Ultimate Superlative

“Push men too far and they fall off the cliff.  Push great men too far and they soar.”  The words are those of my novelist friend K. Marvin Bruce.  Unless you read this blog you’ve probably never heard of him; his novel publishing record is about as successful as my academic career.  Still, I think quite a bit about Marvin’s plight.  He seems to be a gifted writer—he sends me copies of his stuff—but publishers take no notice.  He’s had a few short stories appear in online journals; two of them even won prizes, but the internet is a very crowded place.  It’s not easy to get noticed. Those who try to make a living smithing words often face a dilemma; it feels like all the momentous words have already been taken.

Marvin on a superlative walk

Marvin on a superlative walk

I mentioned in a recent post that we are suffering from a crisis of superlatives.  The other day I was in a mall (this is a foreign activity for me—the people all look far trendier than I do, and they seem to think this is the place to be, not just where you have to go to have your laptop serviced).  I saw a mother walking by holding the hand of her maybe three-year-old son.  His little tee-shirt read “Über Awesome.”  I recall when awesome really meant full of awe.  And that was rare, reserved for things like towering, severe Midwestern thunderstorms alive with constant lightning, or gray north Atlantic waves crashing mercilessly into the cliffs of Maine. I stood, small and insignificant on the prairie or the coast, utterly at a loss for words. Yes, it was that impressive. My superlatives, however, have all been absconded. We live in a world where “greatest” sounds somewhat ordinary. Even the apocalypse has grown thin from overuse, and that used to be the ultimate end of everything. How weak it all sounds.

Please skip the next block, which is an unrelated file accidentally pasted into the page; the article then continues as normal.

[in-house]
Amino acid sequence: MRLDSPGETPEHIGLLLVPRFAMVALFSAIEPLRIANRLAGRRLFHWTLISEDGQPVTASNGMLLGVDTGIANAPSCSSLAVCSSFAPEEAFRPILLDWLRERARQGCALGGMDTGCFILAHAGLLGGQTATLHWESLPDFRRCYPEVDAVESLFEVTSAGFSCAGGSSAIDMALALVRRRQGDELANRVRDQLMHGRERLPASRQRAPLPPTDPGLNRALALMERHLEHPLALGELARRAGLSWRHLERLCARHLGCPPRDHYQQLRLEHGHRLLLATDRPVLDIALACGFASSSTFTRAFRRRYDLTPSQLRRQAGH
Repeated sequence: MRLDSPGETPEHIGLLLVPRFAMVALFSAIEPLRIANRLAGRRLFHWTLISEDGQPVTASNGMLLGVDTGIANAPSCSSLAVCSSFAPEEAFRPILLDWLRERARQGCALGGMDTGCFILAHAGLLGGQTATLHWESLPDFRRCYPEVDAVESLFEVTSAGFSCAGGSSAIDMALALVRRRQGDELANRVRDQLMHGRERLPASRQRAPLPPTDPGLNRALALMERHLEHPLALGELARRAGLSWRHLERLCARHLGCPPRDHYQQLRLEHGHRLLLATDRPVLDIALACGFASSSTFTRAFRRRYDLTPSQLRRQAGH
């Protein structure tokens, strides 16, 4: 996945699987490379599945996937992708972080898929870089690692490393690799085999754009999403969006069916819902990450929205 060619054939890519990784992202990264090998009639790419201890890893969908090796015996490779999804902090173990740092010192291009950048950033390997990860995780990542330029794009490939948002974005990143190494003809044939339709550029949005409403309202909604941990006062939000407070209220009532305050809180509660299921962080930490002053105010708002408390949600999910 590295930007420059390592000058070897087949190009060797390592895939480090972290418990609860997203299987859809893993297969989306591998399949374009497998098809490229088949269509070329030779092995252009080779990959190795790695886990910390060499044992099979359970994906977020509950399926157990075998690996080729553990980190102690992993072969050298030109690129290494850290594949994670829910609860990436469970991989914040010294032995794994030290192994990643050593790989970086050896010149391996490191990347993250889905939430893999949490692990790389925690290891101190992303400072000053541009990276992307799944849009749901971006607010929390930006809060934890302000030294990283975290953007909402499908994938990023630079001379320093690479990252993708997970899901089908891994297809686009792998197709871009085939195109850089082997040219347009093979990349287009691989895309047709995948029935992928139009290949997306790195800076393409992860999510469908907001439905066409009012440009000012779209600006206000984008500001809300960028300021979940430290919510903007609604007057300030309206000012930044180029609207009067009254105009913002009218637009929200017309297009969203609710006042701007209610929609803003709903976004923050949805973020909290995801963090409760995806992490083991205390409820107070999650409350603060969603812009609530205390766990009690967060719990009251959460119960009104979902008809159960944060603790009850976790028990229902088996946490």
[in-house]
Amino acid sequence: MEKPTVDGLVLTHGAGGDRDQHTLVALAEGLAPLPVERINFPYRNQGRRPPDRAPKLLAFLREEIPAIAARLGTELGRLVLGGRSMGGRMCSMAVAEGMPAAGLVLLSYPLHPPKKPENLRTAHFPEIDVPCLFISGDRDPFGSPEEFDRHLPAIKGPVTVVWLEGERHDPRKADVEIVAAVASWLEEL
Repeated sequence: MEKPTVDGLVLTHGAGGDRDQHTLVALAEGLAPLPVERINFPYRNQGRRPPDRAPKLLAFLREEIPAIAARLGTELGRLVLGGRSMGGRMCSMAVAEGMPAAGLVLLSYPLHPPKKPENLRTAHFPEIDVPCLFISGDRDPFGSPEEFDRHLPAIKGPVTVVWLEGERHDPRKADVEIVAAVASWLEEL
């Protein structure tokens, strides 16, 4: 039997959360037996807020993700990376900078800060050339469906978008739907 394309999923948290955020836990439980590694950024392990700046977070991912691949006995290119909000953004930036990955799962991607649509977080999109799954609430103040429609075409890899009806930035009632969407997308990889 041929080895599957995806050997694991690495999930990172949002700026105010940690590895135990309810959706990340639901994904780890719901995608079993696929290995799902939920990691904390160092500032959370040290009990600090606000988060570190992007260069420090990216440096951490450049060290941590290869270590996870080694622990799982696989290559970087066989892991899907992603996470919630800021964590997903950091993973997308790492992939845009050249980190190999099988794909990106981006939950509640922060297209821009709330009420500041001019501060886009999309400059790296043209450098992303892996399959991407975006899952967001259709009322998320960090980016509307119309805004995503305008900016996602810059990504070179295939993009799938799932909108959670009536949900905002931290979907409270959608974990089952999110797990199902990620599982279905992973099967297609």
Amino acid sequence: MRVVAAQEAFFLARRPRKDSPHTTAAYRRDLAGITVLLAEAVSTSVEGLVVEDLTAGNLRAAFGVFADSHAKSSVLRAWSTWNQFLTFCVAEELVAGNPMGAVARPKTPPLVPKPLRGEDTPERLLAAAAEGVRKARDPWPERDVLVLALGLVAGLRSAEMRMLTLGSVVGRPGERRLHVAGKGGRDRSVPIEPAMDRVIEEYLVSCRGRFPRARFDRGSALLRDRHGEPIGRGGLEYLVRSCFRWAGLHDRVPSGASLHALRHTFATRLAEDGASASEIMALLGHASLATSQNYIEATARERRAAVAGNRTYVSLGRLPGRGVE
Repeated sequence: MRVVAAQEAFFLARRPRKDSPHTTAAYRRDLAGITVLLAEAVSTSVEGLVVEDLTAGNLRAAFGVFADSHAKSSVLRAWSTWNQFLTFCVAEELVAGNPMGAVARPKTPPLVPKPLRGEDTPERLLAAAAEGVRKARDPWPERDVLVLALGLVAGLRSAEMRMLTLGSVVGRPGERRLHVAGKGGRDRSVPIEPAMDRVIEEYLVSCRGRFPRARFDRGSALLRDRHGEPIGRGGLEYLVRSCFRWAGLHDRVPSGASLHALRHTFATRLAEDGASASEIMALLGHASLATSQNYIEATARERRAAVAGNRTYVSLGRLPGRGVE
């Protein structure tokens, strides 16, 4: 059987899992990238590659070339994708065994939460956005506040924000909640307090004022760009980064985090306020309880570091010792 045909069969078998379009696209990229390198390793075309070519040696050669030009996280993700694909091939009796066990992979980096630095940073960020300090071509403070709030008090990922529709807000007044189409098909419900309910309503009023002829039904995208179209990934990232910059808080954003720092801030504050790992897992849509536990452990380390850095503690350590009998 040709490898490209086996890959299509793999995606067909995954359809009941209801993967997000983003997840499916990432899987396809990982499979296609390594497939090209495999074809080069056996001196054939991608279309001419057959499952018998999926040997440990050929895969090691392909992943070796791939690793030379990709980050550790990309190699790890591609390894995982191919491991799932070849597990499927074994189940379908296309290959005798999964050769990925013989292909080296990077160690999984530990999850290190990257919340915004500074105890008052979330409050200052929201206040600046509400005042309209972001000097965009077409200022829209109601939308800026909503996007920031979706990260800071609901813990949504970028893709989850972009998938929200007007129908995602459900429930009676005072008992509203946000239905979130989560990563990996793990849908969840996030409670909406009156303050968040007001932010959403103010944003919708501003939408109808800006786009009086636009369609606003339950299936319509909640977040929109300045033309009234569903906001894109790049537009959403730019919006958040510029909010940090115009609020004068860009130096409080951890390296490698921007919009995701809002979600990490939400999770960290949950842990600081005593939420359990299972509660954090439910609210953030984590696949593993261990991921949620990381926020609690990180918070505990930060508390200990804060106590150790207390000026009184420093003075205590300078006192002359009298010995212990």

Over the past few weeks I’ve been watching the second Star Wars trilogy. While the special effects are impressive, it suffers compared to the original trilogy. One of the reasons, in my idiosyncratic hermeneutic, is that the Jedi knights were reconceived, or reconceptualized. They are action figures, hands on hips, ready to dart into a fight. “May the force be with you,” has become a mere “God bless you.” Was not the real strength of Obi Wan his silence and lack of haste? Was Luke ever more impressive than when he slowly walked into the cave of Jabba the Hut, light saber tucked away, only to be used when such an awesome weapon was called for? It takes a certain placidity of soul to stare long into the abyss. Perhaps this is a metaphor for our superlatives. Calm lives of measured, considered action. This seems to be what the world lacks. To find it would truly be experience simple greatness.

Jedi Night

Star_Wars_Phantom_Menace_posterIt all began with that trailer. You know, the teaser for the new Star Wars movie. I was among those many small-town boys crowding into theaters in 1977 to have their small-town minds blown with a Luke Skywalker, somehow just like us, getting to go on a galactic adventure and conquering evil. It was a transformative experience. Later I was to learn that noted Jungian mythologist Joseph Campbell had advised on the story, helping to produce image after archetypal image that spoke to deep levels of viewers’ psyches. Hungrily we watched, as even through some missteps, the franchise grew to trilogy proportions, creating its own cultural memes (has “I am your father” ever been the same since?). Then somehow I missed The Phantom Menace, or episode one. It could be that work at the time (Nashotah House) was an epic struggle in its own right. With a small child and not sure about baby-sitting options, taking a night out to watch the prequel to a story that had already nicely resolved itself felt kind of pointless. We already knew how it ended. But that trailer. Now it seems, the story will continue.